Apache Trout

Oncorhynchus gilae apache

Native Trout Fly Fishing

An Apache trout from the White Mountains of Arizona.


The Apache trout is the state fish of Arizona and is native to the headwaters of the Black, White and Little Colorado Rivers in the White Mountains of Arizona. Apache trout were first described as a full species Salmo apache in 1972 (Miller 1972), however, based on genetics it is now considered a subspecies of Gila Trout, Oncorhynchus gilae apache (Behnke 2002). The distribution of the Apache trout has been reduced to a fraction of its historic range, but recovery efforts have been largely successful and Apache trout now support a popular fishery in the White Mountains of Arizona.

Life History Information

The predominate life history displayed by the Apache trout is the stream resident form, as virtually all of the remaining Apache trout populations are restricted to high altitude headwater streams. Historically native Apache trout did not get very large, with the average adult size in streams today ranging from 5- 9 (13 - 23 cm). However when stocked into fertile lakes, these fish are known to reach sizes up to five pounds (2.25 kg) (AGFD 2001). Apache trout are generalists, and their primary diet of consists of aquatic and terrestrial invertebrates. Although adult Apache trout may live up to six years, the average life span is typically four years old (Behnke2002).

Apache trout are iteroparous and spawn during the spring (typically April to May), when stream temperatures rise to between 46F and 47F (7.8 to 8.3 C) (USFWS 2009). Apache trout typically spawn for the first time at an age of two to three years old, with males making up the bulk of the two-year-old fish. Females tend to seek out the downstream end of pools containing moderate sized cobble to construct their redds and Rinne (2001) showed that a 25% or greater amount of fine sediments greatly impacts successful emergence by fry. The average female will lay between 200 and 500 eggs with fry generally hatching after 30 days and emerging at around 60 days (AGFD 2001). After emerging, juvenile Apache trout move to sections of the stream with cover and tend to seek out areas of streams with some sort of surfaces disturbance, or overhanging vegetation for protection from predators (Cantrell et al. 2005). Adult Apache trout are primarily opportunistic drift feeders and prefer pool habitat and areas with slower moving water, instream woody debris or undercut banks and sufficient overhead cover (Petre and Bonar 2017).


Apache trout were historically native to approximately 600 miles of stream habitat, but suffered large scale declines over the last century. Prior to the start of recovery efforts Apache trout were only found in around 30 miles of small headwater streams (Behnke 1992). This vast reduction in their range resulted in the Apache trout being listed on the Endangered Species Act (ESA) along with the Gila trout in 1973 (USFWS 1975). A variety of factors led to the decline of the Apache trout, including overharvest, habitat destruction and most significantly the introduction of non-native trout.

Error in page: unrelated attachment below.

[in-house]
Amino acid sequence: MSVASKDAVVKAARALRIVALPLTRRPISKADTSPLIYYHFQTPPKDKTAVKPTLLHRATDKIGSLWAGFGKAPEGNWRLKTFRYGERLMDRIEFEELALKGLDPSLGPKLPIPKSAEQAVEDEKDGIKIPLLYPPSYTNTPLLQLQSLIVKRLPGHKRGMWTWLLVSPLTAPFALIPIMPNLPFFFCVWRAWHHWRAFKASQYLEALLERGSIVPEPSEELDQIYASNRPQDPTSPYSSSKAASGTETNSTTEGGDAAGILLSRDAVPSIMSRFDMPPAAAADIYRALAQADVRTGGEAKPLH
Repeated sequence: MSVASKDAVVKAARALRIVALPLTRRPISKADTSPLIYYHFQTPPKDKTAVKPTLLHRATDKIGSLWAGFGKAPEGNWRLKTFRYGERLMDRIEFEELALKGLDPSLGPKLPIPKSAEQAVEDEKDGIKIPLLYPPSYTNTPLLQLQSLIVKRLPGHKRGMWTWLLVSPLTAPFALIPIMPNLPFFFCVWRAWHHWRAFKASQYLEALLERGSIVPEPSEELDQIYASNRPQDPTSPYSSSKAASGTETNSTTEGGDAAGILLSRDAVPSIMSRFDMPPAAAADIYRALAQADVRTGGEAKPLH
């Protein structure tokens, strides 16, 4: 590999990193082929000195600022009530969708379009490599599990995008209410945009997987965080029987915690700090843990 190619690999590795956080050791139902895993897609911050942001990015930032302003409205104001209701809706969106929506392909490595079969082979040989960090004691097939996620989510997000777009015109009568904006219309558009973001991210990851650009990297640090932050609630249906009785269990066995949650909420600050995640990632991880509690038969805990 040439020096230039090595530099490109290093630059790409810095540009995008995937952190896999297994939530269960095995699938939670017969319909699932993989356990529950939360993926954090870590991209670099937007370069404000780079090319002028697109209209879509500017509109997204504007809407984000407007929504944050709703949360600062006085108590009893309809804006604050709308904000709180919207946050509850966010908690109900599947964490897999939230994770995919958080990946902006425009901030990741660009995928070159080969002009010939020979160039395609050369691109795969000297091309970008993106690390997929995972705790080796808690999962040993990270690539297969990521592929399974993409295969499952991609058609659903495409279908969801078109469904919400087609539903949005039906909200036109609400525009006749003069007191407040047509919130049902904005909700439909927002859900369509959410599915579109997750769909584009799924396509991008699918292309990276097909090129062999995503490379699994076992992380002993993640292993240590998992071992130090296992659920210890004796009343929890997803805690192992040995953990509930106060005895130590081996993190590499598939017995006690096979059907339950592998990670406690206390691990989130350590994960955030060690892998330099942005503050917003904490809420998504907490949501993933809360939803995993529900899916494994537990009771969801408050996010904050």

As with many other isolated species of trout, the Apache trout do not deal with introduced species well and non-native trout have played the largest role in their decline. Hybridization with both rainbow and cutthroat trout has been the largest problem, and a 1993 study showed that out of 31 wild Apache trout populations, only 11 showed no sign of hybridization (Carmichael et al. 1993). Due to the earlier emergence the fry of fall spawning brook and brown trout, these two introduced species typically out-compete Apache trout, since there fry are able to establish territories before the Apache trout have even spawned. Constructed barriers are often used as a management tool to separate Apache trout populations from non-native trout populations, however these structures may fail allowing non-native fish to establish upstream and should be considered a short-term solution only (Robinson et al. 2004, Avenetti et al. 2006).

Beyond the issues caused by non-native trout, Apache trout are also threatened by logging and overgrazing by livestock. These practices eliminate stream cover and also increase sedimentation, run-off, and stream temperatures due to a loss of riparian vegetation (Robinson et al. 2004). Although juvenile Apache trout can survive short periods at temperatures up to 77 F (25 C), however if median temperatures are above 66 F(19 C) Apache trout experience reduced growth and survival (Recsetar et al. 2014). Additionally, as the preferred habitat for Apache trout is deep pools with ample cover, these practices can be especially problematic. The increased sedimentation causes pools to fill in and lose for riparian habitat leads to a poor rate of regeneration of instream cover. Due to their coloration are easily spotted when out in the open and the availability of stream cover is thought to be very important for Apache trout to be able to successfully avoid predators (Mesick 1988).